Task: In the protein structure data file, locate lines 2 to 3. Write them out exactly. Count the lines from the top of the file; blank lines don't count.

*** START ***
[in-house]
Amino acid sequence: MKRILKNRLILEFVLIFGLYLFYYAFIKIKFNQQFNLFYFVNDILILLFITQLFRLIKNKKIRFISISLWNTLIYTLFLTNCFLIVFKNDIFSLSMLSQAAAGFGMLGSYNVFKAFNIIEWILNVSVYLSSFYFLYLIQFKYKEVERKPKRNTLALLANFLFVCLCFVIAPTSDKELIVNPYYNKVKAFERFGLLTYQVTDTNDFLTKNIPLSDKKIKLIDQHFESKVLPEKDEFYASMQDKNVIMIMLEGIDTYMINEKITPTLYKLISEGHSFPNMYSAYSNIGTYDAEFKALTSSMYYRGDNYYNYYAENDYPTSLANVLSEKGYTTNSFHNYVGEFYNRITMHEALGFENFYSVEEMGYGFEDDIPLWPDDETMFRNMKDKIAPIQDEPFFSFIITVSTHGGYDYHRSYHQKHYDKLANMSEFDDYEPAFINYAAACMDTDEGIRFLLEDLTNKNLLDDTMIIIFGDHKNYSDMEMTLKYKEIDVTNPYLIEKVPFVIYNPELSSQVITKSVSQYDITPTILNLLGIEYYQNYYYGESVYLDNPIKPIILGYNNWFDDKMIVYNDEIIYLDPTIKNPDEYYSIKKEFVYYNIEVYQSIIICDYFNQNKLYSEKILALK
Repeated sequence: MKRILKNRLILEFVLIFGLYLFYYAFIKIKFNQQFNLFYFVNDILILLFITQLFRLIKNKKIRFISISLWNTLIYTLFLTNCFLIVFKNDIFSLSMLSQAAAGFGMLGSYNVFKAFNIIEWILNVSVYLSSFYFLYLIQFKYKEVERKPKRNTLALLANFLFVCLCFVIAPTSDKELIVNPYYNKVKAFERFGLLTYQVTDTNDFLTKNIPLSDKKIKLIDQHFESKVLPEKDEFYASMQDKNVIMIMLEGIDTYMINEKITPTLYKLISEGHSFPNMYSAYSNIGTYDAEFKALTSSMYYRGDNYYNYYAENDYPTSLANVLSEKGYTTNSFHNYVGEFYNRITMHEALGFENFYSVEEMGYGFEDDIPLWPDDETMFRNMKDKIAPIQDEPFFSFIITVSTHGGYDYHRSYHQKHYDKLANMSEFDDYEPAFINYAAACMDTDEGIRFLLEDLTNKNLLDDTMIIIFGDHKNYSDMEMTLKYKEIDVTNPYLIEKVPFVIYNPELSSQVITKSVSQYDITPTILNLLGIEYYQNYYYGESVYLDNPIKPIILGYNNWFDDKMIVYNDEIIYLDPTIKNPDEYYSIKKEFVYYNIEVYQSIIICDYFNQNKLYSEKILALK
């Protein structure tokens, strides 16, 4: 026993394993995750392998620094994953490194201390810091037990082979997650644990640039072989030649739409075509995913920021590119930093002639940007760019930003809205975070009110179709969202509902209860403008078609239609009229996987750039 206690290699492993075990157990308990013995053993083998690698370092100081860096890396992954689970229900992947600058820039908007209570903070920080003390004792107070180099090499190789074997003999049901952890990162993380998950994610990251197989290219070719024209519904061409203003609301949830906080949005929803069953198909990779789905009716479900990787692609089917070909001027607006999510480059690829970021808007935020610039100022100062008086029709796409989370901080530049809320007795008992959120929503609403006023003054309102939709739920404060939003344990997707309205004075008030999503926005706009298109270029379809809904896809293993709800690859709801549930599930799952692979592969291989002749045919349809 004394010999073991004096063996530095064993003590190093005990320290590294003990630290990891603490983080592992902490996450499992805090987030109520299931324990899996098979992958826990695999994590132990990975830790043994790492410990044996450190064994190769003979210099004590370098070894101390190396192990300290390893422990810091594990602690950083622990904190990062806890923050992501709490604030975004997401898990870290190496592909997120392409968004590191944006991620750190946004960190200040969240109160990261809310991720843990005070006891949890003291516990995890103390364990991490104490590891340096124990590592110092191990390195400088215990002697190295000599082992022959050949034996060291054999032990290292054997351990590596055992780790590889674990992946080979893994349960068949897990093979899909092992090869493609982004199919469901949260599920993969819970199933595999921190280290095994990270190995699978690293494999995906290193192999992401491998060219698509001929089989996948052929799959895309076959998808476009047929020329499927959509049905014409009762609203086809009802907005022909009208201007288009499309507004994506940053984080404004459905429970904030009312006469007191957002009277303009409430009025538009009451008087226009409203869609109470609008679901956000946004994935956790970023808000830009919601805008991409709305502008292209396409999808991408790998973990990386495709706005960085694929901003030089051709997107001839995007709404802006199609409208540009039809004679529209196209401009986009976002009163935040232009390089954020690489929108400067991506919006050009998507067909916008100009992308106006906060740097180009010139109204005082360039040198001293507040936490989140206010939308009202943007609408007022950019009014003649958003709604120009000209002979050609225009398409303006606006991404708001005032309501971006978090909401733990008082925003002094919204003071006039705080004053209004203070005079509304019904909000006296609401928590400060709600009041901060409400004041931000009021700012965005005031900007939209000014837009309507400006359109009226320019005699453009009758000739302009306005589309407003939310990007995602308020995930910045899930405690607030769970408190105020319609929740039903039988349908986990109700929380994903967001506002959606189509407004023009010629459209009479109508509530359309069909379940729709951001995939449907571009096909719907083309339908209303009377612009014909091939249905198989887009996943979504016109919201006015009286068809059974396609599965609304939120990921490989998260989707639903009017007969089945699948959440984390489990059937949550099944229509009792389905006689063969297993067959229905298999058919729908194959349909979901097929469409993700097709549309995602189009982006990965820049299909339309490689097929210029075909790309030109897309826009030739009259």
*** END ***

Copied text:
Amino acid sequence: MKRILKNRLILEFVLIFGLYLFYYAFIKIKFNQQFNLFYFVNDILILLFITQLFRLIKNKKIRFISISLWNTLIYTLFLTNCFLIVFKNDIFSLSMLSQAAAGFGMLGSYNVFKAFNIIEWILNVSVYLSSFYFLYLIQFKYKEVERKPKRNTLALLANFLFVCLCFVIAPTSDKELIVNPYYNKVKAFERFGLLTYQVTDTNDFLTKNIPLSDKKIKLIDQHFESKVLPEKDEFYASMQDKNVIMIMLEGIDTYMINEKITPTLYKLISEGHSFPNMYSAYSNIGTYDAEFKALTSSMYYRGDNYYNYYAENDYPTSLANVLSEKGYTTNSFHNYVGEFYNRITMHEALGFENFYSVEEMGYGFEDDIPLWPDDETMFRNMKDKIAPIQDEPFFSFIITVSTHGGYDYHRSYHQKHYDKLANMSEFDDYEPAFINYAAACMDTDEGIRFLLEDLTNKNLLDDTMIIIFGDHKNYSDMEMTLKYKEIDVTNPYLIEKVPFVIYNPELSSQVITKSVSQYDITPTILNLLGIEYYQNYYYGESVYLDNPIKPIILGYNNWFDDKMIVYNDEIIYLDPTIKNPDEYYSIKKEFVYYNIEVYQSIIICDYFNQNKLYSEKILALK
Repeated sequence: MKRILKNRLILEFVLIFGLYLFYYAFIKIKFNQQFNLFYFVNDILILLFITQLFRLIKNKKIRFISISLWNTLIYTLFLTNCFLIVFKNDIFSLSMLSQAAAGFGMLGSYNVFKAFNIIEWILNVSVYLSSFYFLYLIQFKYKEVERKPKRNTLALLANFLFVCLCFVIAPTSDKELIVNPYYNKVKAFERFGLLTYQVTDTNDFLTKNIPLSDKKIKLIDQHFESKVLPEKDEFYASMQDKNVIMIMLEGIDTYMINEKITPTLYKLISEGHSFPNMYSAYSNIGTYDAEFKALTSSMYYRGDNYYNYYAENDYPTSLANVLSEKGYTTNSFHNYVGEFYNRITMHEALGFENFYSVEEMGYGFEDDIPLWPDDETMFRNMKDKIAPIQDEPFFSFIITVSTHGGYDYHRSYHQKHYDKLANMSEFDDYEPAFINYAAACMDTDEGIRFLLEDLTNKNLLDDTMIIIFGDHKNYSDMEMTLKYKEIDVTNPYLIEKVPFVIYNPELSSQVITKSVSQYDITPTILNLLGIEYYQNYYYGESVYLDNPIKPIILGYNNWFDDKMIVYNDEIIYLDPTIKNPDEYYSIKKEFVYYNIEVYQSIIICDYFNQNKLYSEKILALK